January 5, 2023

How Patients’ Psycho-Social Profile Contributes to Decision Making in Epilepsy Surgery: A Prospective Study

Abstract found on PubMed 

Objective: Identifying factors associated with surgical decision making is important to understand reasons for underutilization of epilepsy surgery. Neurologists’ recommendations for surgery and patients’ acceptance of these recommendations depend on clinical epilepsy variables, e.g., lateralization and localization of seizure onset zones. Moreover, previous research shows associations with demographic factors, e.g., age and sex. Here, we investigate the relevance of patients’ psycho-social profile for surgical decision making.

Methods: We prospectively studied 296 patients from two large German epilepsy-centers. Multiple logistic regression analyses were used to investigate variables linked to neurologists’ recommendations for and patients’ acceptance of surgery or intracranial video-EEG monitoring. Patients’ psycho-social profiles were assessed via self-reports and controlled for various clinical-demographic variables. Model selection was performed using the Akaike Information Criterion.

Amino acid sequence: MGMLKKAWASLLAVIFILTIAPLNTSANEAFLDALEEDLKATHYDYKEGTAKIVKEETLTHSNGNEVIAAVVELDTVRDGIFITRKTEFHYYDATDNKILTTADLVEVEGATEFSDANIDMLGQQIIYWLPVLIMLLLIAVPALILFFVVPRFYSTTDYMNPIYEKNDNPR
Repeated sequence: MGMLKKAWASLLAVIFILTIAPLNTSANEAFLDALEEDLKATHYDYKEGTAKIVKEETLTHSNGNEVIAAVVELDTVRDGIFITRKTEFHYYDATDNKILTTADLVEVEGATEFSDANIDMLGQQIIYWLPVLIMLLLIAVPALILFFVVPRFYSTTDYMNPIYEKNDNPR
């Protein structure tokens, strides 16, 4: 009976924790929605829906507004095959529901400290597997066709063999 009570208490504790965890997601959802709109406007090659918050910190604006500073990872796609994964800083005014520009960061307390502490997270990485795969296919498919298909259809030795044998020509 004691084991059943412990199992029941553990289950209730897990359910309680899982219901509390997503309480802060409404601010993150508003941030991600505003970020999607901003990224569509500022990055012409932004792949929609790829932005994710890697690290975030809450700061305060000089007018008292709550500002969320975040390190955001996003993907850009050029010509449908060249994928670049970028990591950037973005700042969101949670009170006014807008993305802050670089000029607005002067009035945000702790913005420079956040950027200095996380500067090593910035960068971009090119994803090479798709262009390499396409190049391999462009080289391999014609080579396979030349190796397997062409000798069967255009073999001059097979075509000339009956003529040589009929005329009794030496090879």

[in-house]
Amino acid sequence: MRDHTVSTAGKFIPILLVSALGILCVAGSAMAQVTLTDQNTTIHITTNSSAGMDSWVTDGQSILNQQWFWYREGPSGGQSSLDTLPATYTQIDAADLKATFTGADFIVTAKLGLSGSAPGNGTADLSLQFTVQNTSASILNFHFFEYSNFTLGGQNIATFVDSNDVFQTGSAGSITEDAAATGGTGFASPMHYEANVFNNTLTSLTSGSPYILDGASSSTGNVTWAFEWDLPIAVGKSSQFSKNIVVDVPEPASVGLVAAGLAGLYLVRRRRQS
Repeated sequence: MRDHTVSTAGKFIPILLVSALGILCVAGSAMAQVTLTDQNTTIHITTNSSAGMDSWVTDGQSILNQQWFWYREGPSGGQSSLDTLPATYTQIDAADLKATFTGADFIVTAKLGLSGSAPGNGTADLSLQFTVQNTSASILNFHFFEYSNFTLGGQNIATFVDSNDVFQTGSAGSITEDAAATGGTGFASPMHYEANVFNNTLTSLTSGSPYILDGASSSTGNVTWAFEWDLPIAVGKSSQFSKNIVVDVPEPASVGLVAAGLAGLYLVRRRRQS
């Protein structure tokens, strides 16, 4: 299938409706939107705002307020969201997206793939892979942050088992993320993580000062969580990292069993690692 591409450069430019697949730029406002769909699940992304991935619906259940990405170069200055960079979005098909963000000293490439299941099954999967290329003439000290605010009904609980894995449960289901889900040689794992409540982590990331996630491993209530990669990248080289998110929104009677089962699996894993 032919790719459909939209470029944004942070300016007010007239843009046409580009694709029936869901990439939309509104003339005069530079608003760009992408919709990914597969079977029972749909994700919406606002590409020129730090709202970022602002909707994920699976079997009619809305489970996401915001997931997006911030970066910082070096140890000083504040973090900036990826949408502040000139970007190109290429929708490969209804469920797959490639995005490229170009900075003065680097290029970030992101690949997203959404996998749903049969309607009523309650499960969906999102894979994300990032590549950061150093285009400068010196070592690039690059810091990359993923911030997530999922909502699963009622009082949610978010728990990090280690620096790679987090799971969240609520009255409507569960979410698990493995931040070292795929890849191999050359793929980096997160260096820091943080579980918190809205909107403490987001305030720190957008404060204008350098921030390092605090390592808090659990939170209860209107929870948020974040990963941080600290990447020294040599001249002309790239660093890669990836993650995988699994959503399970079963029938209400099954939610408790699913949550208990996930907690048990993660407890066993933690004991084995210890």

Results: As expected, models for neurologists’ surgery recommendations primarily revealed clinical factors such as lateralization and localization of the seizure onset zone, load with antiseizure medication (ASM) and site of the epilepsy-center. For this outcome, employment was the only relevant psycho-social aspect (OR = 0.38; 95%-CI = [0.13; 1.11]). In contrast, three of the five relevant predictors for patients’ acceptance were psycho-social: Higher odds were found for those with more subjective ASM adverse events (OR = 1.04; 95%-CI = [0.99;1.00]), more subjective seizure severity (OR = 1.12; 95%-CI= [1.01;1.24]), and lower subjective cognitive impairment (OR = 0.98; 95%-CI = [0.96;1,00]).

Significance: We demonstrated the relevance of patients’ psycho-social profile for decision making in epilepsy surgery – particularly for the patients’ decisions. Thus, in excess to clinical-demographic variables, patients’ individual psycho-social characteristics add to the understanding of surgical decision making. From a clinical perspective, this calls for individually tailored counseling to assist patients in finding the optimal treatment option.